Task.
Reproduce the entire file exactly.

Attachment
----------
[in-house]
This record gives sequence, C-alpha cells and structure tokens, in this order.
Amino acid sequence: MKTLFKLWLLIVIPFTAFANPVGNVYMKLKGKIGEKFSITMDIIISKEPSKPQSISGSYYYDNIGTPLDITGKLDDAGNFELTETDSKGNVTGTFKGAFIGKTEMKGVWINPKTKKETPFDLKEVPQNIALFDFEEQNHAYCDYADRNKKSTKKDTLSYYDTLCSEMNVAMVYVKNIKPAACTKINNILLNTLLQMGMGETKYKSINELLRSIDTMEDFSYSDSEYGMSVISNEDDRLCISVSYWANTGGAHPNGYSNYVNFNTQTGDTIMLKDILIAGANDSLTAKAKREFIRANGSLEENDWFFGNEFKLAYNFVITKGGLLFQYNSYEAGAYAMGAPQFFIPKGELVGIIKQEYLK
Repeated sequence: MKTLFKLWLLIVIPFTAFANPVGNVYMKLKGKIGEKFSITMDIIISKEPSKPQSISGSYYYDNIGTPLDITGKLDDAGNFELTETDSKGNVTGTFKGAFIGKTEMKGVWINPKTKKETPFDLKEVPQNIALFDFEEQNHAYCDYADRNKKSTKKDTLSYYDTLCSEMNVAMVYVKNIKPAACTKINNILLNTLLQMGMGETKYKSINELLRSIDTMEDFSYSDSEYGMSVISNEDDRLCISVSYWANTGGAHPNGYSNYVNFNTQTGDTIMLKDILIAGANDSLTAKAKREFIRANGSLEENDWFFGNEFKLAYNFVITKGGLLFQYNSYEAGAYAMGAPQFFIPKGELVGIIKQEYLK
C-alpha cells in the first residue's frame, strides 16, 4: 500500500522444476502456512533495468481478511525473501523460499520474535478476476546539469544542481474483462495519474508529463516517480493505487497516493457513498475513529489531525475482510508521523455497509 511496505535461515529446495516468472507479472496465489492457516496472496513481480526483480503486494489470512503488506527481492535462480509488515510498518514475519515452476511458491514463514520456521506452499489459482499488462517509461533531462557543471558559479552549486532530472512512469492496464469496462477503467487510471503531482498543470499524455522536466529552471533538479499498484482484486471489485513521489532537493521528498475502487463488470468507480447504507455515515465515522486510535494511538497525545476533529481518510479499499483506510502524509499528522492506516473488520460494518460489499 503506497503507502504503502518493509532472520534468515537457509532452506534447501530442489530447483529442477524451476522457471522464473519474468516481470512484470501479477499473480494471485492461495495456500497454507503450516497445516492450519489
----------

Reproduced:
[in-house]
This record gives sequence, C-alpha cells and structure tokens, in this order.
Amino acid sequence: MKTLFKLWLLIVIPFTAFANPVGNVYMKLKGKIGEKFSITMDIIISKEPSKPQSISGSYYYDNIGTPLDITGKLDDAGNFELTETDSKGNVTGTFKGAFIGKTEMKGVWINPKTKKETPFDLKEVPQNIALFDFEEQNHAYCDYADRNKKSTKKDTLSYYDTLCSEMNVAMVYVKNIKPAACTKINNILLNTLLQMGMGETKYKSINELLRSIDTMEDFSYSDSEYGMSVISNEDDRLCISVSYWANTGGAHPNGYSNYVNFNTQTGDTIMLKDILIAGANDSLTAKAKREFIRANGSLEENDWFFGNEFKLAYNFVITKGGLLFQYNSYEAGAYAMGAPQFFIPKGELVGIIKQEYLK
Repeated sequence: MKTLFKLWLLIVIPFTAFANPVGNVYMKLKGKIGEKFSITMDIIISKEPSKPQSISGSYYYDNIGTPLDITGKLDDAGNFELTETDSKGNVTGTFKGAFIGKTEMKGVWINPKTKKETPFDLKEVPQNIALFDFEEQNHAYCDYADRNKKSTKKDTLSYYDTLCSEMNVAMVYVKNIKPAACTKINNILLNTLLQMGMGETKYKSINELLRSIDTMEDFSYSDSEYGMSVISNEDDRLCISVSYWANTGGAHPNGYSNYVNFNTQTGDTIMLKDILIAGANDSLTAKAKREFIRANGSLEENDWFFGNEFKLAYNFVITKGGLLFQYNSYEAGAYAMGAPQFFIPKGELVGIIKQEYLK
C-alpha cells in the first residue's frame, strides 16, 4: 500500500522444476502456512533495468481478511525473501523460499520474535478476476546539469544542481474483462495519474508529463516517480493505487497516493457513498475513529489531525475482510508521523455497509 511496505535461515529446495516468472507479472496465489492457516496472496513481480526483480503486494489470512503488506527481492535462480509488515510498518514475519515452476511458491514463514520456521506452499489459482499488462517509461533531462557543471558559479552549486532530472512512469492496464469496462477503467487510471503531482498543470499524455522536466529552471533538479499498484482484486471489485513521489532537493521528498475502487463488470468507480447504507455515515465515522486510535494511538497525545476533529481518510479499499483506510502524509499528522492506516473488520460494518460489499 503506497503507502504503502518493509532472520534468515537457509532452506534447501530442489530447483529442477524451476522457471522464473519474468516481470512484470501479477499473480494471485492461495495456500497454507503450516497445516492450519489